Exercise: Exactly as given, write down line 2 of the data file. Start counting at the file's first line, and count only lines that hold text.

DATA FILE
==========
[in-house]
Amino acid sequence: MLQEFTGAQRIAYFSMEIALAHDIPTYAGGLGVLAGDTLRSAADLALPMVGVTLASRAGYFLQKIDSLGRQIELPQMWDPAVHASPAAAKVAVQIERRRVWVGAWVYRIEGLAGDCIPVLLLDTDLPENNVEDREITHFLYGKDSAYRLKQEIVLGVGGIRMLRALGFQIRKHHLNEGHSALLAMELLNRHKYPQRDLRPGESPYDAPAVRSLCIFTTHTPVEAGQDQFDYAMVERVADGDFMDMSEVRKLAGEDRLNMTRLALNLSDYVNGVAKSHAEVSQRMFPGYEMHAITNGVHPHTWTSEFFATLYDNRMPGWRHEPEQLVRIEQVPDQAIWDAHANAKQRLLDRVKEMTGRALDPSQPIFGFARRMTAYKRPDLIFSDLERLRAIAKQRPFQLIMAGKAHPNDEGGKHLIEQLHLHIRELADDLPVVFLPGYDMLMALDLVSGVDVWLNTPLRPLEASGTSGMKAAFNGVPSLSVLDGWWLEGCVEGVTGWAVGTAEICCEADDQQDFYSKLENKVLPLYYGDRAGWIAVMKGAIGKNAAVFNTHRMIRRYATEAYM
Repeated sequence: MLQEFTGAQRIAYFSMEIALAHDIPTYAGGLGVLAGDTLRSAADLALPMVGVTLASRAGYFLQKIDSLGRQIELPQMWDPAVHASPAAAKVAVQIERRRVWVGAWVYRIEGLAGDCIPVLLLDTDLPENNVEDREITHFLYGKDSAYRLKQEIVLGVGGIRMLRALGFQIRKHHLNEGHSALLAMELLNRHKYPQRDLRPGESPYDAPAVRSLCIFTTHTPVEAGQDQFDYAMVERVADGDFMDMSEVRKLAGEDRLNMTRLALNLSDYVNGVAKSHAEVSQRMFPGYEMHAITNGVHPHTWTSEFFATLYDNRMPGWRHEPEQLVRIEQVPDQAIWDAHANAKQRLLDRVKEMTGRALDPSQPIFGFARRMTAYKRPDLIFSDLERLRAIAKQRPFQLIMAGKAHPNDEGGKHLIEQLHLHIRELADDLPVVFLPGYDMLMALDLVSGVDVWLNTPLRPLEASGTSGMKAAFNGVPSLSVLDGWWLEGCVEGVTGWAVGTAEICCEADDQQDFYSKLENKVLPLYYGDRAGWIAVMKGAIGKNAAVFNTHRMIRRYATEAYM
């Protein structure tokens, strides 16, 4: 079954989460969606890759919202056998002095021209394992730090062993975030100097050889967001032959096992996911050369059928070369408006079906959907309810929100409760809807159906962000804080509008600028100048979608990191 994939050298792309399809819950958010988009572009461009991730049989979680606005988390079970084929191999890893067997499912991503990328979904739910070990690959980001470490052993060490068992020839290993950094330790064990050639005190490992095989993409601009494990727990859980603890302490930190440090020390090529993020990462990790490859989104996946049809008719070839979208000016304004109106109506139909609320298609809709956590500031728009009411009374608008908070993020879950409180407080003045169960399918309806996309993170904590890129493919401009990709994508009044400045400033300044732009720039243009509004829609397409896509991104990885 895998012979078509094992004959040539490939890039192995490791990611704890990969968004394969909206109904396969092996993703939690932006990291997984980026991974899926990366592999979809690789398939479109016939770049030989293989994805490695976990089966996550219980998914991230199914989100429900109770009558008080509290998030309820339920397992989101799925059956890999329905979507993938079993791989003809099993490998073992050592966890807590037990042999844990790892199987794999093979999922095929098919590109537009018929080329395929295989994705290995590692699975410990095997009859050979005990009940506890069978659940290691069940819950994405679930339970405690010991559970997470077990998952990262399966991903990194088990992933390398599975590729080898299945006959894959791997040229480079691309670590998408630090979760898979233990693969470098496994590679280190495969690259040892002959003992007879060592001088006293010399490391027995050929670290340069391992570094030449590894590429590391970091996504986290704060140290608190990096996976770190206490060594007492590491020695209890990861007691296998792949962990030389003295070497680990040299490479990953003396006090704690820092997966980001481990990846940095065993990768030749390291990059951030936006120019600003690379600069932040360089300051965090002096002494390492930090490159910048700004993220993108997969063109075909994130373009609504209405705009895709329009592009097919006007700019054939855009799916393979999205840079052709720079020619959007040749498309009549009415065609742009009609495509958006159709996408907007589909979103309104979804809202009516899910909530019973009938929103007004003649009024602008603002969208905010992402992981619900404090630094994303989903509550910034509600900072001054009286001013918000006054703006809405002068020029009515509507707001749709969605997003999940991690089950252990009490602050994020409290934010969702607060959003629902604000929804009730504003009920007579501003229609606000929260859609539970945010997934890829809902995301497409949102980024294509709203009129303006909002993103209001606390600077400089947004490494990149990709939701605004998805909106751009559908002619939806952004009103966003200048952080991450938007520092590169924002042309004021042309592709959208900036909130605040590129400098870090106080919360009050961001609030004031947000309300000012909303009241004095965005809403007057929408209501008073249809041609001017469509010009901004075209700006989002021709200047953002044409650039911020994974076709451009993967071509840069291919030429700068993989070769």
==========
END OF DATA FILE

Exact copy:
Amino acid sequence: MLQEFTGAQRIAYFSMEIALAHDIPTYAGGLGVLAGDTLRSAADLALPMVGVTLASRAGYFLQKIDSLGRQIELPQMWDPAVHASPAAAKVAVQIERRRVWVGAWVYRIEGLAGDCIPVLLLDTDLPENNVEDREITHFLYGKDSAYRLKQEIVLGVGGIRMLRALGFQIRKHHLNEGHSALLAMELLNRHKYPQRDLRPGESPYDAPAVRSLCIFTTHTPVEAGQDQFDYAMVERVADGDFMDMSEVRKLAGEDRLNMTRLALNLSDYVNGVAKSHAEVSQRMFPGYEMHAITNGVHPHTWTSEFFATLYDNRMPGWRHEPEQLVRIEQVPDQAIWDAHANAKQRLLDRVKEMTGRALDPSQPIFGFARRMTAYKRPDLIFSDLERLRAIAKQRPFQLIMAGKAHPNDEGGKHLIEQLHLHIRELADDLPVVFLPGYDMLMALDLVSGVDVWLNTPLRPLEASGTSGMKAAFNGVPSLSVLDGWWLEGCVEGVTGWAVGTAEICCEADDQQDFYSKLENKVLPLYYGDRAGWIAVMKGAIGKNAAVFNTHRMIRRYATEAYM